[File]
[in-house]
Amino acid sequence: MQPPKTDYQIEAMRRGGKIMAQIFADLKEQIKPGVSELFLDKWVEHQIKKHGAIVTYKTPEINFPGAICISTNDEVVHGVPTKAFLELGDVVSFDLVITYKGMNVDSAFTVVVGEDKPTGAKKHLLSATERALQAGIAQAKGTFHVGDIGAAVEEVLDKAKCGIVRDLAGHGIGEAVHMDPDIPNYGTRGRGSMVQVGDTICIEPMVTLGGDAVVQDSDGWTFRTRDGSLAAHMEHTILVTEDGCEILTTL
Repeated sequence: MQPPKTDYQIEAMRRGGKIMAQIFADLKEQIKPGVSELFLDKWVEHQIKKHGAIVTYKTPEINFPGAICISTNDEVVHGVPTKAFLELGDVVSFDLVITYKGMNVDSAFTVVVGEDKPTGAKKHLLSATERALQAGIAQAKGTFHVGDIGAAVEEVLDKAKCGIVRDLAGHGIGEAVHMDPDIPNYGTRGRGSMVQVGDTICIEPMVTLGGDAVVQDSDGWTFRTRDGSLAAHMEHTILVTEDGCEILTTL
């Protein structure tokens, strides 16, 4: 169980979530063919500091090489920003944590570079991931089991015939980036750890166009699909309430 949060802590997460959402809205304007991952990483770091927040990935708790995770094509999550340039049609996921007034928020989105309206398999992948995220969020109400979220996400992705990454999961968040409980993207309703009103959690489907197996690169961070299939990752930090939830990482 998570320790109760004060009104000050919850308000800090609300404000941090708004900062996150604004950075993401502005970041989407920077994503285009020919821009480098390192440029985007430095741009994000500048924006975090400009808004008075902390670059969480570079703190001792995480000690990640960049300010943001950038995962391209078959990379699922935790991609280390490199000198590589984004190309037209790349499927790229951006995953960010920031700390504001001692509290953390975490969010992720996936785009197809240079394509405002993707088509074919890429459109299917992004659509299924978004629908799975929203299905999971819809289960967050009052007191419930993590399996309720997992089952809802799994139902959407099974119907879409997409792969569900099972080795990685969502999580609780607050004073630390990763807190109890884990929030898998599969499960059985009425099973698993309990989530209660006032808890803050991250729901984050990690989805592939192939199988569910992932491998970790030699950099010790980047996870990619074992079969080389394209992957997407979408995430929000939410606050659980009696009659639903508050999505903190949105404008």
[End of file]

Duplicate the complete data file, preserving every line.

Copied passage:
[in-house]
Amino acid sequence: MQPPKTDYQIEAMRRGGKIMAQIFADLKEQIKPGVSELFLDKWVEHQIKKHGAIVTYKTPEINFPGAICISTNDEVVHGVPTKAFLELGDVVSFDLVITYKGMNVDSAFTVVVGEDKPTGAKKHLLSATERALQAGIAQAKGTFHVGDIGAAVEEVLDKAKCGIVRDLAGHGIGEAVHMDPDIPNYGTRGRGSMVQVGDTICIEPMVTLGGDAVVQDSDGWTFRTRDGSLAAHMEHTILVTEDGCEILTTL
Repeated sequence: MQPPKTDYQIEAMRRGGKIMAQIFADLKEQIKPGVSELFLDKWVEHQIKKHGAIVTYKTPEINFPGAICISTNDEVVHGVPTKAFLELGDVVSFDLVITYKGMNVDSAFTVVVGEDKPTGAKKHLLSATERALQAGIAQAKGTFHVGDIGAAVEEVLDKAKCGIVRDLAGHGIGEAVHMDPDIPNYGTRGRGSMVQVGDTICIEPMVTLGGDAVVQDSDGWTFRTRDGSLAAHMEHTILVTEDGCEILTTL
């Protein structure tokens, strides 16, 4: 169980979530063919500091090489920003944590570079991931089991015939980036750890166009699909309430 949060802590997460959402809205304007991952990483770091927040990935708790995770094509999550340039049609996921007034928020989105309206398999992948995220969020109400979220996400992705990454999961968040409980993207309703009103959690489907197996690169961070299939990752930090939830990482 998570320790109760004060009104000050919850308000800090609300404000941090708004900062996150604004950075993401502005970041989407920077994503285009020919821009480098390192440029985007430095741009994000500048924006975090400009808004008075902390670059969480570079703190001792995480000690990640960049300010943001950038995962391209078959990379699922935790991609280390490199000198590589984004190309037209790349499927790229951006995953960010920031700390504001001692509290953390975490969010992720996936785009197809240079394509405002993707088509074919890429459109299917992004659509299924978004629908799975929203299905999971819809289960967050009052007191419930993590399996309720997992089952809802799994139902959407099974119907879409997409792969569900099972080795990685969502999580609780607050004073630390990763807190109890884990929030898998599969499960059985009425099973698993309990989530209660006032808890803050991250729901984050990690989805592939192939199988569910992932491998970790030699950099010790980047996870990619074992079969080389394209992957997407979408995430929000939410606050659980009696009659639903508050999505903190949105404008």